Tuesday 9th April 2019
Wiltshire is lucky to have many beautiful houses and gardens both large and small. The three we see are all manor houses and therefore smaller and private.
The Manor House, Great Cheverell, Devizes
Arrival will be at 10.00 am for refreshments. There is a lot of topiary, both box and yew including an old cloud box hedge believed by some to date from doomsday. From a charming courthouse the garden can be seen, full of bulbs, trees, lawns and topiary, all with a beautiful view.
The owner, Lady Nutting, a member, who has kindly agreed to open her garden for us, will show us round.
The Manor House, West Lavington is our next garden. It was established in the seventeenth century by John Danvers who brought Italianate gardens to Britain, following his Grand Tour. A wall entirely encloses the five acre garden, which is divided into a naturally flowing range of areas, providing many vistas with surprises around every corner. There is topiary, shrubs and a Japanese garden. Each tree in the orchard is enclosed by a square, neatly clipped hedge, producing an intriguing chequerboard effect.
Our thanks are due to the owner, Andrew Doman.
After lunch at the Three Daggers pub, Edington, we depart for The Old Vicarage, Edington, Westbury. The owner, John d’Arcy will open his normally private garden for us, for which we are grateful.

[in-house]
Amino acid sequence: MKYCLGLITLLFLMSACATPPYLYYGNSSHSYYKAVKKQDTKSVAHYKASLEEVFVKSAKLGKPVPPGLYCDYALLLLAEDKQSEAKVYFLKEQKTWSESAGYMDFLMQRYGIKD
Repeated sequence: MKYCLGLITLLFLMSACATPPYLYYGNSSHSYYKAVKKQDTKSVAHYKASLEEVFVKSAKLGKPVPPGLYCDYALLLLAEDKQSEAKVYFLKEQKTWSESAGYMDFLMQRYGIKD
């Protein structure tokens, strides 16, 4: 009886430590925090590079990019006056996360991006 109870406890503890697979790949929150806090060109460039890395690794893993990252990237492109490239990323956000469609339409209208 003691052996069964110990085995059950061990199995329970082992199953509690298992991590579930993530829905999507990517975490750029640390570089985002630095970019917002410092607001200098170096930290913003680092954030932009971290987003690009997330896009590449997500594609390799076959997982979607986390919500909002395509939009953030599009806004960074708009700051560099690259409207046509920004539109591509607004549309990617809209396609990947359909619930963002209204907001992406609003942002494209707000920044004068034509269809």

The garden is not a topiary garden but for all gardeners a demonstration of how the difficulties of its site have been overcome. The three acre plot is half way up the escarpment of Salisbury Plain, facing west and north. The soil is green and light and workable but prone to drying out. Wind has been the main enemy. Brick walls have been built and many trees and shrubs have been planted with herbaceous borders and gravel areas. There is a magnificent view to the north through an avenue of fastigiate hornbeam, now 50 feet high and another towards the church, partly framed by a steep grassy chalk hillside.
A number of botanical expeditions by John d’Arcy with fellow explorers to China, Mexico, Argentina, South Africa and Korea have added to the range of species particularly Mahonia, Acer, Berberis and Paeonia.
The final visit of the day is to Courthill House, Potterne, Devizes, a private garden lovingly created by Janey Ewart with an abundance of plants, including topiary. She will be our host for our visit and will be able to answer members’ questions.
We will leave after tea and cakes.
With many thanks Lady Nutting for making the arrangements for our visits and lunch. She hopes that it will be a joyful day .